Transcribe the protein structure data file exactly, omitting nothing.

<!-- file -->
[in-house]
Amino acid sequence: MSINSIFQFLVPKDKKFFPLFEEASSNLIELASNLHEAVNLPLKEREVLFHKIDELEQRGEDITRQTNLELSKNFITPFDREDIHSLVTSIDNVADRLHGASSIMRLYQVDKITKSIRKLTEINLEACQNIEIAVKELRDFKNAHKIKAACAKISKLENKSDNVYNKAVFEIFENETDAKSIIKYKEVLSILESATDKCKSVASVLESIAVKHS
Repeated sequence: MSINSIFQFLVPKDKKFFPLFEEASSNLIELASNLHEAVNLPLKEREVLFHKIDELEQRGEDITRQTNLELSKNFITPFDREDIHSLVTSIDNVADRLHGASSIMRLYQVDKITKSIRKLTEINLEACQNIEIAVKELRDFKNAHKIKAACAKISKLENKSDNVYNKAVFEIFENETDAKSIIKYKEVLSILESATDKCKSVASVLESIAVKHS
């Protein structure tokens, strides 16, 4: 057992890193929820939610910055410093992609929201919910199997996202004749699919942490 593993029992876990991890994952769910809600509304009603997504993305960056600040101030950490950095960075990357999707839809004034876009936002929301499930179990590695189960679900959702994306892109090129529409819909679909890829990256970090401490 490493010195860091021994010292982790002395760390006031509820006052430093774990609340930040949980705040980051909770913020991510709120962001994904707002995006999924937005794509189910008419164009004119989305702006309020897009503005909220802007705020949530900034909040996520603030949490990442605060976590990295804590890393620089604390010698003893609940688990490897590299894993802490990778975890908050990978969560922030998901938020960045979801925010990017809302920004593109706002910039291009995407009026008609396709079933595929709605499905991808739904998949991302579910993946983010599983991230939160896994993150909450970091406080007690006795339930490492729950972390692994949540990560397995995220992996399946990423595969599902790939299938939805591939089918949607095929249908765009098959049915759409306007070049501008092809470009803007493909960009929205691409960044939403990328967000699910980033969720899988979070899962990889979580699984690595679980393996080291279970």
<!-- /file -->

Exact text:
[in-house]
Amino acid sequence: MSINSIFQFLVPKDKKFFPLFEEASSNLIELASNLHEAVNLPLKEREVLFHKIDELEQRGEDITRQTNLELSKNFITPFDREDIHSLVTSIDNVADRLHGASSIMRLYQVDKITKSIRKLTEINLEACQNIEIAVKELRDFKNAHKIKAACAKISKLENKSDNVYNKAVFEIFENETDAKSIIKYKEVLSILESATDKCKSVASVLESIAVKHS
Repeated sequence: MSINSIFQFLVPKDKKFFPLFEEASSNLIELASNLHEAVNLPLKEREVLFHKIDELEQRGEDITRQTNLELSKNFITPFDREDIHSLVTSIDNVADRLHGASSIMRLYQVDKITKSIRKLTEINLEACQNIEIAVKELRDFKNAHKIKAACAKISKLENKSDNVYNKAVFEIFENETDAKSIIKYKEVLSILESATDKCKSVASVLESIAVKHS
């Protein structure tokens, strides 16, 4: 057992890193929820939610910055410093992609929201919910199997996202004749699919942490 593993029992876990991890994952769910809600509304009603997504993305960056600040101030950490950095960075990357999707839809004034876009936002929301499930179990590695189960679900959702994306892109090129529409819909679909890829990256970090401490 490493010195860091021994010292982790002395760390006031509820006052430093774990609340930040949980705040980051909770913020991510709120962001994904707002995006999924937005794509189910008419164009004119989305702006309020897009503005909220802007705020949530900034909040996520603030949490990442605060976590990295804590890393620089604390010698003893609940688990490897590299894993802490990778975890908050990978969560922030998901938020960045979801925010990017809302920004593109706002910039291009995407009026008609396709079933595929709605499905991808739904998949991302579910993946983010599983991230939160896994993150909450970091406080007690006795339930490492729950972390692994949540990560397995995220992996399946990423595969599902790939299938939805591939089918949607095929249908765009098959049915759409306007070049501008092809470009803007493909960009929205691409960044939403990328967000699910980033969720899988979070899962990889979580699984690595679980393996080291279970």